Six Questions XI: Kjersti Faret (Cat Coven)

Interview conducted by Joseph S. Hopkins via e-mail over the course of January 2017.

Kjersti Faret in the Scottish Highlands, Fall, 2016. Image provided by Faret.

Kjersti Faret,'s eleventh Six Questions subject, is a New York-based American artist. Faret primarily works with printmaking, illustration, and embroidery, and often draws from her Scandinavian heritage for her subject matter, reflected in her pieces depicting entities and narratives from Norse Mythology (Faret's portfolio can be seen here). Faret makes her designs available by way of her lifestyle brand and online shop, Cat Coven.

1. Where did your grow up?
Long Island, NY.

2. Can you remember when you first encountered Norse mythology or, more generally, Germanic mythology? And what was the context?
Since I'm half Norwegian I grew up with a strong Nordic heritage. But it wasn't until college I actually read the myths. It was a personal venture as I was searching to go deeper into my roots. 

Freyja rides her cat-drawn wagon in Kjersti Faret's Queen of Cats, digital/screen print, 2015.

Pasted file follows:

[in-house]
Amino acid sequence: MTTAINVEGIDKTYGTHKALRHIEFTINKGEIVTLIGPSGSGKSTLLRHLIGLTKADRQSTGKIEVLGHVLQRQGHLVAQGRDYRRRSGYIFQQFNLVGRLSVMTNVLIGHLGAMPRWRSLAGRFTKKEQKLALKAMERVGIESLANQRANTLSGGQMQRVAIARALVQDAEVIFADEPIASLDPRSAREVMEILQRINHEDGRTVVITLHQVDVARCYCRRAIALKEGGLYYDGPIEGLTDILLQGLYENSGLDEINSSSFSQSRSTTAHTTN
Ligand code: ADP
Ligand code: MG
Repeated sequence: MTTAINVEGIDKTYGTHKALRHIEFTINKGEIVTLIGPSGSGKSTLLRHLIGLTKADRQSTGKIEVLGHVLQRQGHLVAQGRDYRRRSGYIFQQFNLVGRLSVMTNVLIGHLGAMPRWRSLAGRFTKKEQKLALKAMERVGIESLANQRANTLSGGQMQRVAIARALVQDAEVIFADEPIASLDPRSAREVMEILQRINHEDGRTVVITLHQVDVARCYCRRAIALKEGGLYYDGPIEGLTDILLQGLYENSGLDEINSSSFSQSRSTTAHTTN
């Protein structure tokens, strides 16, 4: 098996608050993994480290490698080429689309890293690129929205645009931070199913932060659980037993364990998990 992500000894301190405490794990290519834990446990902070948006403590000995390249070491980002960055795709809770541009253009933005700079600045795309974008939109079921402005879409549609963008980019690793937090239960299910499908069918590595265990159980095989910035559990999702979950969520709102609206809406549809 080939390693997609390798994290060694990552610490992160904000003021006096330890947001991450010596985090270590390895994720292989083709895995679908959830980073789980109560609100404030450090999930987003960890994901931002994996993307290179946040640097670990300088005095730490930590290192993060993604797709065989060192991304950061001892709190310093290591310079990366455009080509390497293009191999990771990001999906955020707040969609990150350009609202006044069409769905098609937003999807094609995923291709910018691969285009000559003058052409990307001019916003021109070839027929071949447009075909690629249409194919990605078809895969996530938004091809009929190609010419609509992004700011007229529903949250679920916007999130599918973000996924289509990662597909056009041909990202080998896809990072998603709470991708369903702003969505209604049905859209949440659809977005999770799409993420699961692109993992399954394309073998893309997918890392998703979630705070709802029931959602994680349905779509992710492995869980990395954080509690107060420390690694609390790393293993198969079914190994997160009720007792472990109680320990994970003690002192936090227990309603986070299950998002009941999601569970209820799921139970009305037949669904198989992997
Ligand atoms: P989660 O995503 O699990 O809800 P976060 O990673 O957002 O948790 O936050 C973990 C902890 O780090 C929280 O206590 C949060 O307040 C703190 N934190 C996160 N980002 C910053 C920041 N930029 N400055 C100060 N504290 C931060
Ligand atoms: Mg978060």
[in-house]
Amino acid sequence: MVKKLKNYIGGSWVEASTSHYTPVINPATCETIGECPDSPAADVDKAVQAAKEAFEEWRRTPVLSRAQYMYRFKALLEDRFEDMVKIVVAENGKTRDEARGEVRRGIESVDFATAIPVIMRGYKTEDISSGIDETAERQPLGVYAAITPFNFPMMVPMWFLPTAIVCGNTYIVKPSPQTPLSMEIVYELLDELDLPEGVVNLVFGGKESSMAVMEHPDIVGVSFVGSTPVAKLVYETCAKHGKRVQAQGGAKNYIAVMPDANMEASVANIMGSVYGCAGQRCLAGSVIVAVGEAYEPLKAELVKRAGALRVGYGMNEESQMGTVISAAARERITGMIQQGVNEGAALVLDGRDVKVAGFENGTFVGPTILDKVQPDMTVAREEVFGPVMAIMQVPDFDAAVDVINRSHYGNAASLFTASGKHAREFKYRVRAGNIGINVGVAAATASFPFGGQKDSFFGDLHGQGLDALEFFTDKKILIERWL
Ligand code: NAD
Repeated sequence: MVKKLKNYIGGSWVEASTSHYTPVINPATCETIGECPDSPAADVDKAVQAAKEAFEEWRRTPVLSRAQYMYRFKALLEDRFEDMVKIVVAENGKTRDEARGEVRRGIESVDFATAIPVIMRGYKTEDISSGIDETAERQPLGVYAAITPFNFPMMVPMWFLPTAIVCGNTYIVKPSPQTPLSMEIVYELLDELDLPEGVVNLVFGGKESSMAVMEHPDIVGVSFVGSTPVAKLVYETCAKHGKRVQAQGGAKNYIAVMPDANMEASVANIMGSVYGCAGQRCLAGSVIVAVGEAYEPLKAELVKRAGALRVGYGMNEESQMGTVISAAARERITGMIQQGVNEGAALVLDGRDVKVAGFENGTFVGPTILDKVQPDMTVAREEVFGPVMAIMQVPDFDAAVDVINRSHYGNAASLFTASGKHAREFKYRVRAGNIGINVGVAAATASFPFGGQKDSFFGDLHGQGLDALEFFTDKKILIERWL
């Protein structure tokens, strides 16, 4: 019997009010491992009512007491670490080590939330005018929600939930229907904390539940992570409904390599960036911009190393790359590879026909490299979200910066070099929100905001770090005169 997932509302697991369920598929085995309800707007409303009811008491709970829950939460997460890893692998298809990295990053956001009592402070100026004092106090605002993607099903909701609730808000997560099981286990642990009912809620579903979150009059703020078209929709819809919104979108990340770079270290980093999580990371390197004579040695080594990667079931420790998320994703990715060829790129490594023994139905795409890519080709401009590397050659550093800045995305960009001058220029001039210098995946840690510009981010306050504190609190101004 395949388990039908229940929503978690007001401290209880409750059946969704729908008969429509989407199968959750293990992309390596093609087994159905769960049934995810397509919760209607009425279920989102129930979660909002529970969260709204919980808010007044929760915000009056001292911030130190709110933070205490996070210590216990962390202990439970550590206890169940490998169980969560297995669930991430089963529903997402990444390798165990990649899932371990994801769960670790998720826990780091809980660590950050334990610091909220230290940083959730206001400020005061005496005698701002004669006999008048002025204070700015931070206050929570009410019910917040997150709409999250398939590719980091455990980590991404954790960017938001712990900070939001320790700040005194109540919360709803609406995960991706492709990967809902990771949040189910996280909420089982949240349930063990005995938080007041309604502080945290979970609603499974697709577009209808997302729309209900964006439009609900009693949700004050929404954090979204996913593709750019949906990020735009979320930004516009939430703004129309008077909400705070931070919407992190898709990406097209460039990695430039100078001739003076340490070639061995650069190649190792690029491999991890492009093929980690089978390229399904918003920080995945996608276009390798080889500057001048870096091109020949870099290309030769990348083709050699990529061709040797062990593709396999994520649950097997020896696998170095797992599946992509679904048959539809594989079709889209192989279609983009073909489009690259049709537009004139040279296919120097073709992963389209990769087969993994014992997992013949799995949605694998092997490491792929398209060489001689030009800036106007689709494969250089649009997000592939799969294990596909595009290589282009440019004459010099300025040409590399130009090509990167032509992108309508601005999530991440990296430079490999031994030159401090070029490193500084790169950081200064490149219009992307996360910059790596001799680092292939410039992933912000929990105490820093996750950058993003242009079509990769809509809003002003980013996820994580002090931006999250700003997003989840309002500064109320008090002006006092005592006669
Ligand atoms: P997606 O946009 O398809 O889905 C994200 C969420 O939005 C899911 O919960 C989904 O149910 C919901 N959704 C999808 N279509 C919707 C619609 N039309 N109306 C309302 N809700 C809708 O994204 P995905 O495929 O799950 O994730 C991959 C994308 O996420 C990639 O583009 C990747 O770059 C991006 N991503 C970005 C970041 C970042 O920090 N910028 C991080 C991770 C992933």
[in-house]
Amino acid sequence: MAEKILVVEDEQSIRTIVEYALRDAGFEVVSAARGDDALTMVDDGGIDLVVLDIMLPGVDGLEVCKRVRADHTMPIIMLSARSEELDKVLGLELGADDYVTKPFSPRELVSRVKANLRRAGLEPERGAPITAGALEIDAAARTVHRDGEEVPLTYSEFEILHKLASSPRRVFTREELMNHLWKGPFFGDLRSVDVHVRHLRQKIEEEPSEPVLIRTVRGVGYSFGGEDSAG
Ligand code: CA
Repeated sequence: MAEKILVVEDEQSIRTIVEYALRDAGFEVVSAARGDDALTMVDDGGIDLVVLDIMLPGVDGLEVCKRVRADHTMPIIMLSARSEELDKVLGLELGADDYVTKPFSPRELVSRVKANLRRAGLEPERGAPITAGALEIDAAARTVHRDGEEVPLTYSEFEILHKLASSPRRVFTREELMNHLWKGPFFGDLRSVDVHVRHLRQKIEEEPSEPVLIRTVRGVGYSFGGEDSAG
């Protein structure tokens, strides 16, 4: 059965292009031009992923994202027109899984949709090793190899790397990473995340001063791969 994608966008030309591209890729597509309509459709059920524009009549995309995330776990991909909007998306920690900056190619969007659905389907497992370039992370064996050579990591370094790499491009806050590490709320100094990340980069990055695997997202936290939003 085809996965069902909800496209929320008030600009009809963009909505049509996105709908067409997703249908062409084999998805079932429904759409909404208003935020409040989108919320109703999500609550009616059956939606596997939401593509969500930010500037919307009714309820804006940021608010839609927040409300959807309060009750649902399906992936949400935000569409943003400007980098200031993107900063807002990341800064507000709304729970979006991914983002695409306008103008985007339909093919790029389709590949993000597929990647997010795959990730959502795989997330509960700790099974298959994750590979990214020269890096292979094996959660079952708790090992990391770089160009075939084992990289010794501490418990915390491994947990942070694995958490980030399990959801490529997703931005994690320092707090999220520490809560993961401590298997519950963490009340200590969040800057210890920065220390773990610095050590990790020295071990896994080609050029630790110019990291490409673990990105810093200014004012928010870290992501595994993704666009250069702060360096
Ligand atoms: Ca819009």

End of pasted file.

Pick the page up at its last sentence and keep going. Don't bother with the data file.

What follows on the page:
3. How would you describe your religious beliefs (or lack thereof)?
I still feel like I'm figuring it all out but the path I'm on is pagan. I identify as a solitary witch. I like the idea of gods and goddesses but right now I view them more as archetypes that help on meditation journeys, etc.

4. How would you describe your political beliefs (or lack thereof)?
Democrat. Very liberal.

A Viking Age ship in the distance, Jǫrmungandr, the great serpent, writhes from the sea and encircles a skull bearing the rune *mannaz in Kjersti Faret's Migard, digital/screen print, 2015.

5. Do you have a formal academic background in Germanic studies? If not, where do you do your research on the topic?
Nope. I have a few friends who do though (they did or are doing a Viking/Medieval studies program in Iceland) so I'm having them recommend me books or I just look at reviews of books online and pick which ones fit my needs. 

6. How does Norse mythology and/or general Germanic mythology influence your creative output?
I'm attracted to it very strongly, I think, because I have a strong family heritage with Scandinavia. That means the pagan and magickal path I'm on is heavily influenced by that which translates into my creative endeavors. My artwork is mainly about all those spiritual ideas and creating is my way of processing and fully exploring those ideas.

Joseph S. Hopkins would like to thank Kjersti Faret for her participation.